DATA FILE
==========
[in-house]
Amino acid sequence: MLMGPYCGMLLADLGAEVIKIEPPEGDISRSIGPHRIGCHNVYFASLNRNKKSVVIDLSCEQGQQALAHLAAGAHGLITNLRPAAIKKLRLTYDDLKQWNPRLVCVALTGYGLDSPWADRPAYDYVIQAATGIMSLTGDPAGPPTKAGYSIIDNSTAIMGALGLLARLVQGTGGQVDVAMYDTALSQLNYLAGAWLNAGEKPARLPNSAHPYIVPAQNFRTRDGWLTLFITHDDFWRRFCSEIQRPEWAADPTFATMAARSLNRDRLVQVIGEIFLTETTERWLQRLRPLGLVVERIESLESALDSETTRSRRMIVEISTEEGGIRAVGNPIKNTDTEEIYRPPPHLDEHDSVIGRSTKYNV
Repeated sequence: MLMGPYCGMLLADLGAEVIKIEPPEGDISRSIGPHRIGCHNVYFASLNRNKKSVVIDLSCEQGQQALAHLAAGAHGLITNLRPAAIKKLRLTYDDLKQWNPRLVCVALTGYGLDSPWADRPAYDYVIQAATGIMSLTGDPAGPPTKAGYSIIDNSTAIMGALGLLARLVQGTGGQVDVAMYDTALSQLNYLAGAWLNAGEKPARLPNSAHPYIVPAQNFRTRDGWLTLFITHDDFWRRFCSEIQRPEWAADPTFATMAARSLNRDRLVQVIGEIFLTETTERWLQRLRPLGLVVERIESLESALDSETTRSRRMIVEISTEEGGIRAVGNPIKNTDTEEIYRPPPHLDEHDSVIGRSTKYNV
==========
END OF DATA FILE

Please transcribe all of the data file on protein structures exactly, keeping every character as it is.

[in-house]
Amino acid sequence: MLMGPYCGMLLADLGAEVIKIEPPEGDISRSIGPHRIGCHNVYFASLNRNKKSVVIDLSCEQGQQALAHLAAGAHGLITNLRPAAIKKLRLTYDDLKQWNPRLVCVALTGYGLDSPWADRPAYDYVIQAATGIMSLTGDPAGPPTKAGYSIIDNSTAIMGALGLLARLVQGTGGQVDVAMYDTALSQLNYLAGAWLNAGEKPARLPNSAHPYIVPAQNFRTRDGWLTLFITHDDFWRRFCSEIQRPEWAADPTFATMAARSLNRDRLVQVIGEIFLTETTERWLQRLRPLGLVVERIESLESALDSETTRSRRMIVEISTEEGGIRAVGNPIKNTDTEEIYRPPPHLDEHDSVIGRSTKYNV
Repeated sequence: MLMGPYCGMLLADLGAEVIKIEPPEGDISRSIGPHRIGCHNVYFASLNRNKKSVVIDLSCEQGQQALAHLAAGAHGLITNLRPAAIKKLRLTYDDLKQWNPRLVCVALTGYGLDSPWADRPAYDYVIQAATGIMSLTGDPAGPPTKAGYSIIDNSTAIMGALGLLARLVQGTGGQVDVAMYDTALSQLNYLAGAWLNAGEKPARLPNSAHPYIVPAQNFRTRDGWLTLFITHDDFWRRFCSEIQRPEWAADPTFATMAARSLNRDRLVQVIGEIFLTETTERWLQRLRPLGLVVERIESLESALDSETTRSRRMIVEISTEEGGIRAVGNPIKNTDTEEIYRPPPHLDEHDSVIGRSTKYNV